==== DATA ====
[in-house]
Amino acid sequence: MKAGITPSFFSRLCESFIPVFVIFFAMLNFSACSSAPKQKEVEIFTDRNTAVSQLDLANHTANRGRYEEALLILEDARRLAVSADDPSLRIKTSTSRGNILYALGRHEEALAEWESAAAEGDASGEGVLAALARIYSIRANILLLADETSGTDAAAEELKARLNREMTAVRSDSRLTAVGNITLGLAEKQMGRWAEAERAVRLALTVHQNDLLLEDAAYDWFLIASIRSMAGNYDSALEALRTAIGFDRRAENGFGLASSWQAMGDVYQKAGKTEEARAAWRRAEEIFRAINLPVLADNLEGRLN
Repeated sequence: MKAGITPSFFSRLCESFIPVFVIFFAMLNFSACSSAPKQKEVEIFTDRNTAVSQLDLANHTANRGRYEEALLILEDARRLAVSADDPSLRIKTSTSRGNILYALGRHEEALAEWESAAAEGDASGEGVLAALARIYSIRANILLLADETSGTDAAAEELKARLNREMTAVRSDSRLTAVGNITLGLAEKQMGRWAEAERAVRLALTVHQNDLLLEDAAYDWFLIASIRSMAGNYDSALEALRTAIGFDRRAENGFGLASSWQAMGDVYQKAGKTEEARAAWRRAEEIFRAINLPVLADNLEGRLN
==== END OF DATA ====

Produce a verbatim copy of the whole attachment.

[in-house]
Amino acid sequence: MKAGITPSFFSRLCESFIPVFVIFFAMLNFSACSSAPKQKEVEIFTDRNTAVSQLDLANHTANRGRYEEALLILEDARRLAVSADDPSLRIKTSTSRGNILYALGRHEEALAEWESAAAEGDASGEGVLAALARIYSIRANILLLADETSGTDAAAEELKARLNREMTAVRSDSRLTAVGNITLGLAEKQMGRWAEAERAVRLALTVHQNDLLLEDAAYDWFLIASIRSMAGNYDSALEALRTAIGFDRRAENGFGLASSWQAMGDVYQKAGKTEEARAAWRRAEEIFRAINLPVLADNLEGRLN
Repeated sequence: MKAGITPSFFSRLCESFIPVFVIFFAMLNFSACSSAPKQKEVEIFTDRNTAVSQLDLANHTANRGRYEEALLILEDARRLAVSADDPSLRIKTSTSRGNILYALGRHEEALAEWESAAAEGDASGEGVLAALARIYSIRANILLLADETSGTDAAAEELKARLNREMTAVRSDSRLTAVGNITLGLAEKQMGRWAEAERAVRLALTVHQNDLLLEDAAYDWFLIASIRSMAGNYDSALEALRTAIGFDRRAENGFGLASSWQAMGDVYQKAGKTEEARAAWRRAEEIFRAINLPVLADNLEGRLN